Like in the 2.5D fighter Primal Rage (where Earth got reformed into Urth), the arrival of the Hell Hole bent Japan's landscape so that it's no longer recognizable. The arrival of the Hell Hole sparks the appearance of unique things called “B-crystals” in which a select few who got exposed, generally the school-aged generation (think Neon Genesis Evangelion), are granted special powers, and they are classified as “Special Students.”
Japan fell into chaos and disarray before being isolated from the rest of the world.
A group of Special Students banded and formed the “Student Union” to bring peace and order back to the country and now one transfer student, Rouga Zanma, wants to fight his way to the top, and take control of Japan. The “might is right” and “strength rules all” paradigms play a crucial part in the story.
Compared to Big Bang Age, BBB has a smaller roster of available characters. It could get bigger if the developers decide to work on the game more and/or some major company offers to publish the title on the game consoles.
Unlike Big Bang Age, BBB allows you to play as Erika Miyazato (added to the updated version) and the sisterly duo of Kendo & Kyudo. In the original RPG, you cannot recruit Erika if you already recruited Kendo & Kyudo and vice-versa.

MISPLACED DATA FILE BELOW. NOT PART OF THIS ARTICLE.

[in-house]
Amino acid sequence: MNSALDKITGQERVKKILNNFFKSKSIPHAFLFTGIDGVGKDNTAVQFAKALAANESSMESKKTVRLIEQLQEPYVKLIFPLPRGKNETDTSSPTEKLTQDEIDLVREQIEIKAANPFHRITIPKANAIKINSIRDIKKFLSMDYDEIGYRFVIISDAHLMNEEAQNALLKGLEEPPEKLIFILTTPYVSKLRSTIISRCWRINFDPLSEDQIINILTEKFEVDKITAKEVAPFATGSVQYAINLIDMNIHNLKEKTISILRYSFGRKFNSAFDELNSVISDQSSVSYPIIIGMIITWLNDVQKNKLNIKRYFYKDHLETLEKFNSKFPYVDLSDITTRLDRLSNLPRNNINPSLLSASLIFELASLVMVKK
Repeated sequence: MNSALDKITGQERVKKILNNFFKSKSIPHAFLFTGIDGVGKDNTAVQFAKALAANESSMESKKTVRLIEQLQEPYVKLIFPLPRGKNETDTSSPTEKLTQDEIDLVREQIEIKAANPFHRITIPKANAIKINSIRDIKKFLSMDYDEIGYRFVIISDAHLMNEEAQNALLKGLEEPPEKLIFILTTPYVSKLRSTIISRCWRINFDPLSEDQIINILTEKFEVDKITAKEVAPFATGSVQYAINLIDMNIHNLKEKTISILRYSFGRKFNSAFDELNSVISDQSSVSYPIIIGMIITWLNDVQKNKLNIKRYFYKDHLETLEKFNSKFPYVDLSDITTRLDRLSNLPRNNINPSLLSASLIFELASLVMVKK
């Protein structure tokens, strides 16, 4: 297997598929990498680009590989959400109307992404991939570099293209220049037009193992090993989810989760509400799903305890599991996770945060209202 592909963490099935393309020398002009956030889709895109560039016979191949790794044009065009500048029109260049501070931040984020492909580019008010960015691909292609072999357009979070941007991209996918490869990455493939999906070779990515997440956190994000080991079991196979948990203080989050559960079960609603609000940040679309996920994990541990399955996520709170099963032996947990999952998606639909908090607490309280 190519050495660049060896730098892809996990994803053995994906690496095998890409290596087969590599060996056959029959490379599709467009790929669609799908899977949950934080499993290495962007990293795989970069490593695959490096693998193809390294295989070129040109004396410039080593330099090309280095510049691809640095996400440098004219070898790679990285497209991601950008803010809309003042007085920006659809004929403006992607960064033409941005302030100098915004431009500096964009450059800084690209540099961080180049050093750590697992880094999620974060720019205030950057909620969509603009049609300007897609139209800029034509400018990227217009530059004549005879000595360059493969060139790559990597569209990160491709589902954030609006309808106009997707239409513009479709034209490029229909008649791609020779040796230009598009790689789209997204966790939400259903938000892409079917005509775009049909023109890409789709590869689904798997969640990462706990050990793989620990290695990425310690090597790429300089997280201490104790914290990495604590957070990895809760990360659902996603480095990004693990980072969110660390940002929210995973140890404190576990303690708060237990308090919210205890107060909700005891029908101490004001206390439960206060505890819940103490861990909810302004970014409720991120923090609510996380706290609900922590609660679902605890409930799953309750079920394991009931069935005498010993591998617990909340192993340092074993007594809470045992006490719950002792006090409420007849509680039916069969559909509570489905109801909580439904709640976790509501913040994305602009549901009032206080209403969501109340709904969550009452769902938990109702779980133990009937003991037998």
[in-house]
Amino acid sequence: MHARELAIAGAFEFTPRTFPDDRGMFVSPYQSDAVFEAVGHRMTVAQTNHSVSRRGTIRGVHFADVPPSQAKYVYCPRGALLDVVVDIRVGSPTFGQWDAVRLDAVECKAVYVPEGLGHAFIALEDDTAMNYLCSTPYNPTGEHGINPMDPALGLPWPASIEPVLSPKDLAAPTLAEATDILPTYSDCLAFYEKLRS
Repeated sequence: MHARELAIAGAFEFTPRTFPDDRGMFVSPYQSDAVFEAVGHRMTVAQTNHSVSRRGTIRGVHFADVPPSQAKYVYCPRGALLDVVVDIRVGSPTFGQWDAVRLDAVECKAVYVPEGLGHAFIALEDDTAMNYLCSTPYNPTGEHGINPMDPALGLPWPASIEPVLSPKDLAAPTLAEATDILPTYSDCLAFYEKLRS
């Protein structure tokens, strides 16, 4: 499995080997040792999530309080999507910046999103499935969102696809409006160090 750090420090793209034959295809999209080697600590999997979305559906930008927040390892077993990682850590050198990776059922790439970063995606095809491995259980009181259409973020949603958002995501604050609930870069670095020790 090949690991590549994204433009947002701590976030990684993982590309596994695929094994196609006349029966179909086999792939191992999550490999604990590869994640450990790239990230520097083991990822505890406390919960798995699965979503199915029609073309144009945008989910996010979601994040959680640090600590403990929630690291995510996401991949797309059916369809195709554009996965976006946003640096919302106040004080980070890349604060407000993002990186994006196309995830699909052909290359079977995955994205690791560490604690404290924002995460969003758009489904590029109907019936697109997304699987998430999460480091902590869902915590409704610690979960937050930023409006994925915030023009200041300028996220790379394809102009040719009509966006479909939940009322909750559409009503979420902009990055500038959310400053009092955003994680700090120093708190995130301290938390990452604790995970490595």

Unlike Rival Schools, BBB is not a tongue-in-cheek fighting game, it's a cross between Capcom's Street Fighter and Arc System Works' Guilty Gear.
If you have MUGEN installed on your system, you can add the BBB characters to your roster. It is also important to note that there are no “Shotoclones.”
Hinokakera is a 2.5D fighting game title, like Capcom's Rival Schools and Star Gladiator series, that was released in 2003 on the PC. Like Big Bang Beat (which takes place in post-apocalyptic Japan), Hinokakera takes place in a post-apocalyptic world. The world is in shambles as ninety-nine percent of the human population has died out leaving only a handful to participate in the “Demon Sealing Wars.”
There are special humans who are granted special powers that the rest of the living populace consider to be “demon-like.” That means you're persecuted as being a “demon” and hunted down by the rest of humankind.
Thus you have a fighting game in which religious persecution plays a central role in the story.
Like any doujin soft title, Hinokakera underwent a couple of updates that included additions to the playable roster.
Playing Hinokakera is like playing Guilty Gear, Melty Blood, and Fate/Unlimited Codes.
Visually, the graphics are on par with a PlayStation 2 fighting game.
The current version of the game has 13 playable characters.
Nettou Jakuniku Gakuen
Nettou Jakuniku Gakuen is a quirky 2D fighting game that seemingly uses 3D cel-shaded sprites as you would see in Arc System Works' latest fighting games (Dragon Ball Fighter Z, Guilty Gear Strive, Granblue Fantasy, and DnF Duel). It's like a quirky and comical cross between Street Fighter Alpha and Rival Schools: United by Fate.